However, suffering from a history of poor hearing care, she was unaware of the former issues her ear presented.

    By now, this would be described as any audiologists nightmare. But, we’re proud to have helped Regina on her road to optimum hearing and reconnect her to her loved ones.

    When she arrived at Scottsdale Ear, Nose & Throat it was evident that she was losing hearing on her right side. At this point, she was fitted with a ReSound hearing device, which provided the catalyst to a new and improved hearing.

    The first thing Regina noticed was the indefinite sound she had been making whilst emptying the dishwasher, completely unaware of the noise she was making!

    “I mean, the detail that I can hear now it’s like, Whoa, I didn’t realize I was making that much noise. I need to be quieter!”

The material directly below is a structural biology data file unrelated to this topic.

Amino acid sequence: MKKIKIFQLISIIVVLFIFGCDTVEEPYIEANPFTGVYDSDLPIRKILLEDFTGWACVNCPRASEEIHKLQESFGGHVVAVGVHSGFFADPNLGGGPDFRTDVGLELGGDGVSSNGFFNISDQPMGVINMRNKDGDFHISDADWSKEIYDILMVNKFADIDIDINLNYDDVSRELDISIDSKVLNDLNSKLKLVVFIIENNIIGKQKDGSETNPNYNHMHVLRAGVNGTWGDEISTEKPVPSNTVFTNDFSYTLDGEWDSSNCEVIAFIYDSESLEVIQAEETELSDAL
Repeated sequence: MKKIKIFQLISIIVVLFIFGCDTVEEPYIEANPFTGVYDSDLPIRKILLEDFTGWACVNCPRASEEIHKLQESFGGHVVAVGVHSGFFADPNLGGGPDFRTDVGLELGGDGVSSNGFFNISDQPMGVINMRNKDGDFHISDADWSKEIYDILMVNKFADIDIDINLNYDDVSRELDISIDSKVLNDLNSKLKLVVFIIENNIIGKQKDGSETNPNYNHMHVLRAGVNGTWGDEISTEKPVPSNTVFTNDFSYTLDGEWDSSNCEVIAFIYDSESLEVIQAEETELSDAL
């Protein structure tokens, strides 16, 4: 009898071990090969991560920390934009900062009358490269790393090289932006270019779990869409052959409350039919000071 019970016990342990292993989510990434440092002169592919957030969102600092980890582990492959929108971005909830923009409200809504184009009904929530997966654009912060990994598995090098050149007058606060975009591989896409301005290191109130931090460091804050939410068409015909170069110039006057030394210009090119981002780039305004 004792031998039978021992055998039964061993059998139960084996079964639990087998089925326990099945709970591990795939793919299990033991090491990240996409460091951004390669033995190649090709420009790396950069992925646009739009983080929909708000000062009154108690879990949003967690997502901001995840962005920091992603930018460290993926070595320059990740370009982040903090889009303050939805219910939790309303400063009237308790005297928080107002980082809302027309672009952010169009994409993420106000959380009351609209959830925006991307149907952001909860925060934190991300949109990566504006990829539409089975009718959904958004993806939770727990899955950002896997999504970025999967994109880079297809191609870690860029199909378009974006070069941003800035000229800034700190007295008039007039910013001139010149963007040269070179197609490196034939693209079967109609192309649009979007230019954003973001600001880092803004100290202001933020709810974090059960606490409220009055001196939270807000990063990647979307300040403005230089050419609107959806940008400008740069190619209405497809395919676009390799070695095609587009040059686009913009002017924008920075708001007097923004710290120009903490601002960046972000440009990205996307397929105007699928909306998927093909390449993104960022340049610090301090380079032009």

Treated with professional care, Regina received a comprehensive hearing assessment with Dr. Debra Hamila.

    “I just love, love, love Dr. Hamila, she is such a professional and loving person. I was so impressed with the office and what she did with the ReSound, I just love her.”

    Like many others, it takes years for people to realize they have a hearing problem. Regina described this moment as life-changing.

    “You don’t realise you’re walking with a rock in your shoe until you’re able to hear again. Especially now I’m a full-time Grammy Nanny, I can hear so much more and it has enriched my life incredibly.”

    What advice would you give to someone who is deliberating on taking the first step towards better hearing?

    “My advice to them would be to have a hearing test. Especially as we age our hearing goes down. It’s really unfortunate that people carry their pride and are not willing to learn to walk with the rock in their shoe. You don’t realise you’re waking with a rock in your shoe until you’re able to hear again.”

    Regina is one of many patients who has been impacted by our audiological services and we are proud to have been able to provide the tool towards better hearing and a lifetime of many more memories.